Kiwi Holds Weaker In Asia After Wages Data, Dollar Index Down
The kiwi fell further on Wednesday after mixed jobs data from Wellington hit sentiment on wage gains after mixed jobs data with markets also noting a weaker dollar.
NZD/USD traded at 0.7307, down 0.45%. New Zealand reported fourth quarter labor cost index data with a 0.4% gain on quarter, compared to a 0.5% rise seen, and at a 1.9% pace on year as
seen. As well, the unemployment rate fell to 4.5%, compared to an expected 4.7% and down 4.6% previously under a participation rate at 71.00%.
USD/JPY changed hands at 109.32, down 0.21%, while AUD/USD traded at 0.7883, down 0.28%. In Japan, average cash earnings for December came in at a 0.7% rise as expected, down from 0.9% previously.
The U.S. dollar index, which measures the greenback’s strength against a trade-weighted basket of six major currencies, fell 0.07% to 89.46.
Overnight, the dollar retreated from highs against a basket of major currencies amid mostly bearish economic data and dovish comments from St. Louis Federal Reserve president James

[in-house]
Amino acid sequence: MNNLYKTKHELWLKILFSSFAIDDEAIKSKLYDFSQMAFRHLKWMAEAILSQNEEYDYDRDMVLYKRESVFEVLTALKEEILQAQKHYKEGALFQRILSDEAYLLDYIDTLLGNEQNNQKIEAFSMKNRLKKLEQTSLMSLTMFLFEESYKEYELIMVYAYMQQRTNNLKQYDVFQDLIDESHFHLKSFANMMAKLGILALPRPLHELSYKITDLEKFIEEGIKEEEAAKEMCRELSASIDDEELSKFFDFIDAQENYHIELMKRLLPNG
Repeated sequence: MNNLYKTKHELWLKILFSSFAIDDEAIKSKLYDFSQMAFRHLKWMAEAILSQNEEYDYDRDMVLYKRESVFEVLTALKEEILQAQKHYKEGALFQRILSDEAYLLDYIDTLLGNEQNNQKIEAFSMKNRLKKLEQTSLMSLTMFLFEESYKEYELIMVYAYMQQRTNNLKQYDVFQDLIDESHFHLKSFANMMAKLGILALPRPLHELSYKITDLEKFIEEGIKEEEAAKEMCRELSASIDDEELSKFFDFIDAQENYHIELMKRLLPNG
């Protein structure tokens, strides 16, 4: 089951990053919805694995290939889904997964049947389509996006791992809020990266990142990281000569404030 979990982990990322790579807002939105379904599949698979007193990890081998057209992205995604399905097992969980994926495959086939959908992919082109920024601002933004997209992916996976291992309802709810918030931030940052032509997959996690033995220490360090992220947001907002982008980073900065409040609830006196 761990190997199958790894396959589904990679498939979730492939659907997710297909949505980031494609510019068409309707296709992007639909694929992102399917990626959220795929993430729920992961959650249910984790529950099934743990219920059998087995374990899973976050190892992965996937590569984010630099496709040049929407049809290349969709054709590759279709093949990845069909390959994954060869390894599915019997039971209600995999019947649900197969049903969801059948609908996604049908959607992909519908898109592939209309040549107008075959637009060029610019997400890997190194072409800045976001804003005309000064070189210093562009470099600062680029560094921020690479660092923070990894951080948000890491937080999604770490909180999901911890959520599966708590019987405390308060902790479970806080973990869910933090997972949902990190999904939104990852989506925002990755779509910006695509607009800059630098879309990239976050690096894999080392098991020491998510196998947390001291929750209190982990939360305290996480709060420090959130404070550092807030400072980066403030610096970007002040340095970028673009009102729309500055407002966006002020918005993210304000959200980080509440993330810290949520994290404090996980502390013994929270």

Bullard who attempted to curb expectations that rising wage growth would spur faster inflation, warning that nominal wages were not a good predictor of inflation. Bullard also said that that he favors low rates for an extended period, and expected that the Fed's dot plot may be less useful.
A pair of economic reports on the labour market and trade fell short of expectations, weighing on the dollar, and reminded investors that there is some sluggishness remains in the economy.
The U.S. Labor Department's latest Job Openings and Labor Turnover Survey (JOLTs) report, a measure of labor demand, showed job openings in December fell to about 5.81m, short of
expectations for 5.96m.
The trade deficit — which measures the gap between what the United States imports and what it exports — widened to $53.1 billion in December, up $2.7 billion from November.